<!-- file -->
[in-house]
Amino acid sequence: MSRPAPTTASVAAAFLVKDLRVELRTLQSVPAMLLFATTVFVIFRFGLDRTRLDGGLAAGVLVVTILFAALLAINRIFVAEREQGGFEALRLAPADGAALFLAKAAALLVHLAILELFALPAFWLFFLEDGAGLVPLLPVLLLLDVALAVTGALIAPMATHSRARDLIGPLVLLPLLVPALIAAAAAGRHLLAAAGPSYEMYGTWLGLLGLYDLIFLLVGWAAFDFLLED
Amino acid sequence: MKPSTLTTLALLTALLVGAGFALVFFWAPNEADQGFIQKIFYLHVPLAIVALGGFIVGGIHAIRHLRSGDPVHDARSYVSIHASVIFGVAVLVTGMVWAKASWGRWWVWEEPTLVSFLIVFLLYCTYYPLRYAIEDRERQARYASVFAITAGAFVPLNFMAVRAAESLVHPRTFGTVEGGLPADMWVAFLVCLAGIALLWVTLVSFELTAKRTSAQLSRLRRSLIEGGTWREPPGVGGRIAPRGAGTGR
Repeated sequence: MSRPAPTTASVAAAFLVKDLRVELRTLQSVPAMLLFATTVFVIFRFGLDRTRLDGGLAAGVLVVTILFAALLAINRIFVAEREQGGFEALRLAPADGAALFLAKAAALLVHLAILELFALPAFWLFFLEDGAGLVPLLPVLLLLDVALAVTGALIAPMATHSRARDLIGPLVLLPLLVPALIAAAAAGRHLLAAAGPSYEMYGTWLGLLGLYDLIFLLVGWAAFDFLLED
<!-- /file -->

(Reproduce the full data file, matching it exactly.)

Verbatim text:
[in-house]
Amino acid sequence: MSRPAPTTASVAAAFLVKDLRVELRTLQSVPAMLLFATTVFVIFRFGLDRTRLDGGLAAGVLVVTILFAALLAINRIFVAEREQGGFEALRLAPADGAALFLAKAAALLVHLAILELFALPAFWLFFLEDGAGLVPLLPVLLLLDVALAVTGALIAPMATHSRARDLIGPLVLLPLLVPALIAAAAAGRHLLAAAGPSYEMYGTWLGLLGLYDLIFLLVGWAAFDFLLED
Amino acid sequence: MKPSTLTTLALLTALLVGAGFALVFFWAPNEADQGFIQKIFYLHVPLAIVALGGFIVGGIHAIRHLRSGDPVHDARSYVSIHASVIFGVAVLVTGMVWAKASWGRWWVWEEPTLVSFLIVFLLYCTYYPLRYAIEDRERQARYASVFAITAGAFVPLNFMAVRAAESLVHPRTFGTVEGGLPADMWVAFLVCLAGIALLWVTLVSFELTAKRTSAQLSRLRRSLIEGGTWREPPGVGGRIAPRGAGTGR
Repeated sequence: MSRPAPTTASVAAAFLVKDLRVELRTLQSVPAMLLFATTVFVIFRFGLDRTRLDGGLAAGVLVVTILFAALLAINRIFVAEREQGGFEALRLAPADGAALFLAKAAALLVHLAILELFALPAFWLFFLEDGAGLVPLLPVLLLLDVALAVTGALIAPMATHSRARDLIGPLVLLPLLVPALIAAAAAGRHLLAAAGPSYEMYGTWLGLLGLYDLIFLLVGWAAFDFLLED